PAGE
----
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City handles Alerus Center actions professionally

It's best not to know how laws or sausages are made. Or how firings are conducted, as the famous saying should also declare. The recent dismissals of the Alerus Center's top two executives have made this clear. But however unpleasant, the process...

It's best not to know how laws or sausages are made.

Or how firings are conducted, as the famous saying should also declare. The recent dismissals of the Alerus Center's top two executives have made this clear.

But however unpleasant, the process is important for Grand Forks residents to understand. That's because the center belongs to the city, meaning the residents. So, the former executive director and former assistant director worked for the residents.

Which makes the residents a kind of Events Center SuperBoard, a citywide committee whose 50,000-plus members have every right to know what's going on in their center.

That's why the Herald has reported in such detail on City Hall's investigation into the management practices at the center.

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And that's why this editorial can say with some confidence that the investigation and the dismissals were handled well.

Firing people is not an easy task - not in business, not in nonprofits and not in government. Especially not in government, because many government actions take place under a spotlight, and many government workers have extensive job protections.

In this case, Mayor Mike Brown, city administrator Todd Feland and others on city staff capably handled their own challenges. City leaders launched an investigation within hours after they'd heard a number of complaints. They got extensive information, then brought in an outside investigator.

The in-house and outside investigations asked the right questions and interviewed the right people, including Alerus Center staff.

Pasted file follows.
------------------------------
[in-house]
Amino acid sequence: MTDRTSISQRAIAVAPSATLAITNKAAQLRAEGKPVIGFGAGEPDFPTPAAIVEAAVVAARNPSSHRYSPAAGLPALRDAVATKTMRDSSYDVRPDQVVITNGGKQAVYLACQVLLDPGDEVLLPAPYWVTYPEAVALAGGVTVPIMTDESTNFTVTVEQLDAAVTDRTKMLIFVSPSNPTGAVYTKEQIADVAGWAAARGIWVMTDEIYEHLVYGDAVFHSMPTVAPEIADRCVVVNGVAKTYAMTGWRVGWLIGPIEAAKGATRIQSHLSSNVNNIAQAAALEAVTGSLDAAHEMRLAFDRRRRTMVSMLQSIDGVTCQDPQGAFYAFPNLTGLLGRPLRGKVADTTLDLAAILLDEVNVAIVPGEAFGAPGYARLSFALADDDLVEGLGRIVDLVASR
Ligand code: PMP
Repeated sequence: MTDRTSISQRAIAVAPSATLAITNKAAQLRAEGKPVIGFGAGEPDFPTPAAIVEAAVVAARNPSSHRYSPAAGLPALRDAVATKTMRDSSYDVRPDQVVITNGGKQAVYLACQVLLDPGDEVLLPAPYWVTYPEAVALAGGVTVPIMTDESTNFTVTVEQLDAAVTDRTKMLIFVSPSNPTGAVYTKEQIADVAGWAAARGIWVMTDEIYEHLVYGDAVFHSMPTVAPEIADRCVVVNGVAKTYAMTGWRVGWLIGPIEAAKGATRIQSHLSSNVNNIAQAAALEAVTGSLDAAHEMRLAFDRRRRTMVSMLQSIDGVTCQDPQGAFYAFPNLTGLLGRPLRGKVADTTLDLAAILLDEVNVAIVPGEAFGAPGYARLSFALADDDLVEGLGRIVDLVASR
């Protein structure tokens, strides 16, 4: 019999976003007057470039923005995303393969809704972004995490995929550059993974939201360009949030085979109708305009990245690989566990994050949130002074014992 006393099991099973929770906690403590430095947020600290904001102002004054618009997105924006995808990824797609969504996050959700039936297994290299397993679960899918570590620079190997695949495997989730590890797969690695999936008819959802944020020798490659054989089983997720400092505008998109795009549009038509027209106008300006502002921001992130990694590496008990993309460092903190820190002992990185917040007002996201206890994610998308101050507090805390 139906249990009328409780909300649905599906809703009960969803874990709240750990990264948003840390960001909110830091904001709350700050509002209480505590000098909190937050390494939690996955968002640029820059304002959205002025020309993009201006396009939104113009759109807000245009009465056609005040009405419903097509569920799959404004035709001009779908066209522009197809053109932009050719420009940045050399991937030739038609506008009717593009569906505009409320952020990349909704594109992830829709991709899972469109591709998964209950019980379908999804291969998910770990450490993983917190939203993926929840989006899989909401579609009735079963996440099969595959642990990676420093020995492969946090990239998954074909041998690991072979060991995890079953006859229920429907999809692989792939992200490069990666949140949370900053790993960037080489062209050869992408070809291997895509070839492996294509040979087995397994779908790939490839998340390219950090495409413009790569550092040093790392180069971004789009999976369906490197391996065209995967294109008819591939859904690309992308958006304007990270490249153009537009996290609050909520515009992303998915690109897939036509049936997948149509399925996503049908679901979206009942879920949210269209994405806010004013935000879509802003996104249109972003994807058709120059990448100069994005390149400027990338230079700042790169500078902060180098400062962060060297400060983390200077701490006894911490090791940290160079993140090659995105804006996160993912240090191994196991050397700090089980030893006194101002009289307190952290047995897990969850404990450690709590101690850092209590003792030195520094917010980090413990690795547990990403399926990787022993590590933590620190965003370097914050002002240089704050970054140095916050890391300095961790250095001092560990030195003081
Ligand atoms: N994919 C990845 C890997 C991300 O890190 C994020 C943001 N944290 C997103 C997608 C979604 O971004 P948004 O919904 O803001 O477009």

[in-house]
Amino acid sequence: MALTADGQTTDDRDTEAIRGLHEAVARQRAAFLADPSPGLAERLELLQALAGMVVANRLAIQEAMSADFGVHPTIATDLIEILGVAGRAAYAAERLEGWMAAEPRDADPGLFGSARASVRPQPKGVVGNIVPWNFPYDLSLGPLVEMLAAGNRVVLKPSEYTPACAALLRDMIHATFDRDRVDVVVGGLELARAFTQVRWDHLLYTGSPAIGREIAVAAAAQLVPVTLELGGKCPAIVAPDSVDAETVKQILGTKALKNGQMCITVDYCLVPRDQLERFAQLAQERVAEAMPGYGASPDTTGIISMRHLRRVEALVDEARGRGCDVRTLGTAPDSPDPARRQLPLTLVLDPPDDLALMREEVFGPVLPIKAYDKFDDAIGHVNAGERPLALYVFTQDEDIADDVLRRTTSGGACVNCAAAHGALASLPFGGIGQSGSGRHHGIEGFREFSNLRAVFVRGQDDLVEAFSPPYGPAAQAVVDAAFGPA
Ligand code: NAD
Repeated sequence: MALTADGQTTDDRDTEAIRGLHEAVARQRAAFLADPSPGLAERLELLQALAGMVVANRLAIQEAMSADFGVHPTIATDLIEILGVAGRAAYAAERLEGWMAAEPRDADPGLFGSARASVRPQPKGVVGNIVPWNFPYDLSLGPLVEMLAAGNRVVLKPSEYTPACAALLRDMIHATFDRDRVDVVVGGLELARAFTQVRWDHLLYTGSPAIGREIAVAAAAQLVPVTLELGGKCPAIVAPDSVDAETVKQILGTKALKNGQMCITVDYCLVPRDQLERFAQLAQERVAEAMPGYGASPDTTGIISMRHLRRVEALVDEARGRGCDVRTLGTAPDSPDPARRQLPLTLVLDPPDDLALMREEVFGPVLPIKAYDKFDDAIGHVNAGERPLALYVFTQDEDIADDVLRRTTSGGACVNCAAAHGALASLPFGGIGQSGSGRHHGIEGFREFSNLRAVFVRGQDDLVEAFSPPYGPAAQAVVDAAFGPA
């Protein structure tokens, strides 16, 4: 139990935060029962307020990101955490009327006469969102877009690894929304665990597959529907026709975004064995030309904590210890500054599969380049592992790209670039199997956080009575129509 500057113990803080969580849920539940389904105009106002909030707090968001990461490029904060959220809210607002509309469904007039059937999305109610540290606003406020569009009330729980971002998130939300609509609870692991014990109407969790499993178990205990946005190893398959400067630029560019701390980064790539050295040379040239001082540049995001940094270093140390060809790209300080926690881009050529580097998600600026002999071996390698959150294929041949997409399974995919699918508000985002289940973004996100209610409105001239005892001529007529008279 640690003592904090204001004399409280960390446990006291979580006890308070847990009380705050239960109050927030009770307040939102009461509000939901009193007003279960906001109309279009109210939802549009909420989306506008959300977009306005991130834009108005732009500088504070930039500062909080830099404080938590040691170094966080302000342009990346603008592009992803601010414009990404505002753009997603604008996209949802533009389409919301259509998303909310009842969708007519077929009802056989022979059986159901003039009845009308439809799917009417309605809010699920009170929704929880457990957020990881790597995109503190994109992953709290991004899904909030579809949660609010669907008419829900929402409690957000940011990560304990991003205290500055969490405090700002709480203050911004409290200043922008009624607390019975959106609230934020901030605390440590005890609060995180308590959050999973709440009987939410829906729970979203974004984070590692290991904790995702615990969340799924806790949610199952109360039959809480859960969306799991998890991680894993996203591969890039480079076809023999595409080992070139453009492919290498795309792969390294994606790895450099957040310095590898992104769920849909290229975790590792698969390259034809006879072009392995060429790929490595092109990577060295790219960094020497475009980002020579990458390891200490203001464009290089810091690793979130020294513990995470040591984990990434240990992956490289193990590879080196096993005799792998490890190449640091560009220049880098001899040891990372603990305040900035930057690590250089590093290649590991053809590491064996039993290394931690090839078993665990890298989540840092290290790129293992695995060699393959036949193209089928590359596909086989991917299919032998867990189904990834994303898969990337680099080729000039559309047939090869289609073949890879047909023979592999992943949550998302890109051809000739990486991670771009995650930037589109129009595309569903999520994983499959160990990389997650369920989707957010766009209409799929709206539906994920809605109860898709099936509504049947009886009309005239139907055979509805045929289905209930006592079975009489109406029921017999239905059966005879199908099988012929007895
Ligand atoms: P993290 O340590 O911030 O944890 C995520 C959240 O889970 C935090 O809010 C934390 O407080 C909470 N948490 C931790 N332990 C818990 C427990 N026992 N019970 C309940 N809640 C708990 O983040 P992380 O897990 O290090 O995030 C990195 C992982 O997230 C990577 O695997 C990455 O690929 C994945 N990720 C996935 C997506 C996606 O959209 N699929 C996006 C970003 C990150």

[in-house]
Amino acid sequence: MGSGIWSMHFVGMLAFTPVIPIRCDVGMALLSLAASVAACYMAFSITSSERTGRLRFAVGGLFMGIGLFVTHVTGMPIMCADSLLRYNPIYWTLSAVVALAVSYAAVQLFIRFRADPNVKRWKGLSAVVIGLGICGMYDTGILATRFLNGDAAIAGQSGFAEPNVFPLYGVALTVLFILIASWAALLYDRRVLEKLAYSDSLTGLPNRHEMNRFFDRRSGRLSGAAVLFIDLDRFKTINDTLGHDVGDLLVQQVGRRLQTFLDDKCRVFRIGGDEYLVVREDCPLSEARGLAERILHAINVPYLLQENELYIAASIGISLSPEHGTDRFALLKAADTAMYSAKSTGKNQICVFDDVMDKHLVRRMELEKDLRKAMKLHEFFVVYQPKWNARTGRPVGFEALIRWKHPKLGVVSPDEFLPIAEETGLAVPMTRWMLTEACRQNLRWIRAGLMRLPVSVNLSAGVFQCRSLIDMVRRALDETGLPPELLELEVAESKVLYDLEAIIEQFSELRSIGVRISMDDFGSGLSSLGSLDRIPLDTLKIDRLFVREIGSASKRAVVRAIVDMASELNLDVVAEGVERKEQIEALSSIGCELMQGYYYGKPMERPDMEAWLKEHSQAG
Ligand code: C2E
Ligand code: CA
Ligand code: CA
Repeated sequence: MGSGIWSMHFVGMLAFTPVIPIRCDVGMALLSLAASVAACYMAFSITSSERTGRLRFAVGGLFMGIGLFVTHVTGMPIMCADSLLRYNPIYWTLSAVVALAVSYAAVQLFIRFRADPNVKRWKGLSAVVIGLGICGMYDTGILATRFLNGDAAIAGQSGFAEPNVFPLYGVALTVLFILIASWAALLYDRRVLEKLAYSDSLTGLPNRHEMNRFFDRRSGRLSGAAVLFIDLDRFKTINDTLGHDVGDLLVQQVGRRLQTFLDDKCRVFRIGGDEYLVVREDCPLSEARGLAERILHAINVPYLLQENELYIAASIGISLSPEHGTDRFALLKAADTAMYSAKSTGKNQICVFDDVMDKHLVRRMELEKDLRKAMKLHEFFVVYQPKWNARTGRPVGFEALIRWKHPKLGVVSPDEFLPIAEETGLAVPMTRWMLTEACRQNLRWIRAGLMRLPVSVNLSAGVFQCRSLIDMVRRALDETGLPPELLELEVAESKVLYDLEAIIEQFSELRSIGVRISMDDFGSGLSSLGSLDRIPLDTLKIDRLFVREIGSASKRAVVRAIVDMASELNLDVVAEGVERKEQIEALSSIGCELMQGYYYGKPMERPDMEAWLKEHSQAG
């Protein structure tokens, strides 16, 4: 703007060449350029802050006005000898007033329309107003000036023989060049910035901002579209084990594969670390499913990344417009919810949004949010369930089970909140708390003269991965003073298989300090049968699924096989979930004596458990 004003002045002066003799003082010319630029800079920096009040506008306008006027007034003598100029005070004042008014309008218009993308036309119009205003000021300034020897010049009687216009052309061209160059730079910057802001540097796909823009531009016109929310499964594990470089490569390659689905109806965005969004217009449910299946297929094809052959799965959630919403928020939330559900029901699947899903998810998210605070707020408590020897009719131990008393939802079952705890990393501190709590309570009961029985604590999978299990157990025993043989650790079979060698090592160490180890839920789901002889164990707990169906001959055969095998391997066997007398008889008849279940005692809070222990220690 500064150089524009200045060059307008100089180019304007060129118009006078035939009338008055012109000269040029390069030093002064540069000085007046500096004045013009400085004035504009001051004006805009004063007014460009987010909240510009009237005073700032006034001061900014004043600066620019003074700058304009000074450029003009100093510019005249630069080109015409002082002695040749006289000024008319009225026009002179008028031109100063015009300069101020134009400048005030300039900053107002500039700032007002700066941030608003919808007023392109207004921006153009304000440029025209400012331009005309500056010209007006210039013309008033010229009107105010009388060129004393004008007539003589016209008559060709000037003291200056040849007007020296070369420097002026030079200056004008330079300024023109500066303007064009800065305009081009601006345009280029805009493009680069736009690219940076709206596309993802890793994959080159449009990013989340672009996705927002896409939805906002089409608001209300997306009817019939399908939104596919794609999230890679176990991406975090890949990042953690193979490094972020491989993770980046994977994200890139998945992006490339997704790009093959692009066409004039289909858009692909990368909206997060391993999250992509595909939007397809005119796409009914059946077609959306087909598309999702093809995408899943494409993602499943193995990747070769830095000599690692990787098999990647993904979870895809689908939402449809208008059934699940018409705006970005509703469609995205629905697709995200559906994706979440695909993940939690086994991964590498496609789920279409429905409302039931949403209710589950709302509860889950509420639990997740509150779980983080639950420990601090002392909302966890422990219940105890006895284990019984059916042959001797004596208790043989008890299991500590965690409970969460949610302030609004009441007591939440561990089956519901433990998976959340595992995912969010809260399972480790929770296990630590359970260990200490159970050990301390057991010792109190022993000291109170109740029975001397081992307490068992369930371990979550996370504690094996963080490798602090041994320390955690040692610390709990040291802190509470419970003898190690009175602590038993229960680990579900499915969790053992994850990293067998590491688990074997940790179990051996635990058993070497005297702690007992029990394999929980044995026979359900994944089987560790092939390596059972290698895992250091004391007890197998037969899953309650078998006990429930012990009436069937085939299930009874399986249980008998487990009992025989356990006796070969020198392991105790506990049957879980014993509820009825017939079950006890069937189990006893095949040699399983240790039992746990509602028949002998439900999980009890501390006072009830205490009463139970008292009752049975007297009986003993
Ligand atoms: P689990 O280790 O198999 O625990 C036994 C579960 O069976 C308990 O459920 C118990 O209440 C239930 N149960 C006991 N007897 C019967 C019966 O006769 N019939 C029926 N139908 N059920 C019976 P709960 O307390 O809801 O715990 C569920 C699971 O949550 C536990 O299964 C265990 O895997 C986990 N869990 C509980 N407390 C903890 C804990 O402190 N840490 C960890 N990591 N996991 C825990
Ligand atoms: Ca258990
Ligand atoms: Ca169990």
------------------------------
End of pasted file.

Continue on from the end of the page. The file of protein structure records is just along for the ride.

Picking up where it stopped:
Then Grand Forks Mayor Mike Brown made the call, deciding - after reviewing the evidence - to let the managers go.

Yes, Brown toyed for a few days with the idea of retaining the director. He may have been influenced by the fact that a dismissal would cost the city $80,000 in severance pay; more about that below.

But the mayor changed his mind after hearing what the Events Center Commission had to say. Kudos to Brown for doing so; the mayor's always been a careful listener, and that helps him be smart about taking others' advice.

As city leaders have noted, former Executive Director Cheryl Swanson in fact deserves real credit for putting the Alerus Center on a much stronger financial footing. That's a valuable skill for Swanson to take to her next job; here's hoping she finds a position that's a better fit for her management style.

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Now, back to the severance pay: Does Grand Forks really need to offer such generous terms? How many private-sector CEOs in Grand Forks have severance packages?

Few, we'd guess. But Grand Forks should answer that question for sure before hiring Swanson's replacement. It's worth knowing - not guessing - what the market is before hiring top talent. And it's worth insisting on behalf of the center's owners that the city not pay more than it needs to.

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